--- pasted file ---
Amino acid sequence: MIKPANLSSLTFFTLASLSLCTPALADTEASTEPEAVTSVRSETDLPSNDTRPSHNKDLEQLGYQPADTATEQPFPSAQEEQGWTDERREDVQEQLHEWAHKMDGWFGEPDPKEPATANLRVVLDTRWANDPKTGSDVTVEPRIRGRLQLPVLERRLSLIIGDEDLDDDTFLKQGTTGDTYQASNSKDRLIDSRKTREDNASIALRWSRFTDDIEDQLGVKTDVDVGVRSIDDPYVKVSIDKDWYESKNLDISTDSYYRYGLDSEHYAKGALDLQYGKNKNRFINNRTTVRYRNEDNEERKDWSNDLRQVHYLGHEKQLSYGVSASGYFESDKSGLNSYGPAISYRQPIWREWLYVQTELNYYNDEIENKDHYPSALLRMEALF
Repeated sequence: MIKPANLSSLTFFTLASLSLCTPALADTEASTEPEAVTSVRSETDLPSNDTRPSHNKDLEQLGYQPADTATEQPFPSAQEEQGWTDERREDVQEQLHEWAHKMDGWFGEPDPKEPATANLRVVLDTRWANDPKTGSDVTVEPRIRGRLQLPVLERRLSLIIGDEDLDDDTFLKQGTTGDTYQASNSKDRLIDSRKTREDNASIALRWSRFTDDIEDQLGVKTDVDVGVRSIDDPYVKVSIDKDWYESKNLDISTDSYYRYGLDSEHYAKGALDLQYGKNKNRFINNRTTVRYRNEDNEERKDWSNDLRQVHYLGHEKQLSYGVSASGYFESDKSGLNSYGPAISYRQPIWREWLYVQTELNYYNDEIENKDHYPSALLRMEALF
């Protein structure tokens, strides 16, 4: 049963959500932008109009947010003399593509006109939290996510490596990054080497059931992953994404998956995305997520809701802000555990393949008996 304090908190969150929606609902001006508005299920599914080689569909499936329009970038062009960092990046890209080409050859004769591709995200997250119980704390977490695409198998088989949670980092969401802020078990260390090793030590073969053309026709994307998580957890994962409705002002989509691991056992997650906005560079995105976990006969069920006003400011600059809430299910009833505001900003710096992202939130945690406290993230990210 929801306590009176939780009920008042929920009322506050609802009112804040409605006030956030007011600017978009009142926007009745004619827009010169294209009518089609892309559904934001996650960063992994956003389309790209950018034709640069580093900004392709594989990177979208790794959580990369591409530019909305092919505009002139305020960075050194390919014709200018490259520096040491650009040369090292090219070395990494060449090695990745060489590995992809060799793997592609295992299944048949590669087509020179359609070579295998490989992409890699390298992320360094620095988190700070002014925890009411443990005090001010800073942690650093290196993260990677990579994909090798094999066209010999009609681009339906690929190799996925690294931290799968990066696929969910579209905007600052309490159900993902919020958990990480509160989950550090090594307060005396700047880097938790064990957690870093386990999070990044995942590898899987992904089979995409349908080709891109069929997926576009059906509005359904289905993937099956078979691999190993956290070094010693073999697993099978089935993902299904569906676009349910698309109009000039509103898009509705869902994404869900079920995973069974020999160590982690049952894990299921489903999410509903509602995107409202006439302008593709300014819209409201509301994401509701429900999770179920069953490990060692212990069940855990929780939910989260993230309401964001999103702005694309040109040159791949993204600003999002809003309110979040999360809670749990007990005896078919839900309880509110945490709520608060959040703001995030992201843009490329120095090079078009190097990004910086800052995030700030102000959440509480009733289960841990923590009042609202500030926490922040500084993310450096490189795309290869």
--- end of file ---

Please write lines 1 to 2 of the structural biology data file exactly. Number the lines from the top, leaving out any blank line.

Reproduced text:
Amino acid sequence: MIKPANLSSLTFFTLASLSLCTPALADTEASTEPEAVTSVRSETDLPSNDTRPSHNKDLEQLGYQPADTATEQPFPSAQEEQGWTDERREDVQEQLHEWAHKMDGWFGEPDPKEPATANLRVVLDTRWANDPKTGSDVTVEPRIRGRLQLPVLERRLSLIIGDEDLDDDTFLKQGTTGDTYQASNSKDRLIDSRKTREDNASIALRWSRFTDDIEDQLGVKTDVDVGVRSIDDPYVKVSIDKDWYESKNLDISTDSYYRYGLDSEHYAKGALDLQYGKNKNRFINNRTTVRYRNEDNEERKDWSNDLRQVHYLGHEKQLSYGVSASGYFESDKSGLNSYGPAISYRQPIWREWLYVQTELNYYNDEIENKDHYPSALLRMEALF
Repeated sequence: MIKPANLSSLTFFTLASLSLCTPALADTEASTEPEAVTSVRSETDLPSNDTRPSHNKDLEQLGYQPADTATEQPFPSAQEEQGWTDERREDVQEQLHEWAHKMDGWFGEPDPKEPATANLRVVLDTRWANDPKTGSDVTVEPRIRGRLQLPVLERRLSLIIGDEDLDDDTFLKQGTTGDTYQASNSKDRLIDSRKTREDNASIALRWSRFTDDIEDQLGVKTDVDVGVRSIDDPYVKVSIDKDWYESKNLDISTDSYYRYGLDSEHYAKGALDLQYGKNKNRFINNRTTVRYRNEDNEERKDWSNDLRQVHYLGHEKQLSYGVSASGYFESDKSGLNSYGPAISYRQPIWREWLYVQTELNYYNDEIENKDHYPSALLRMEALF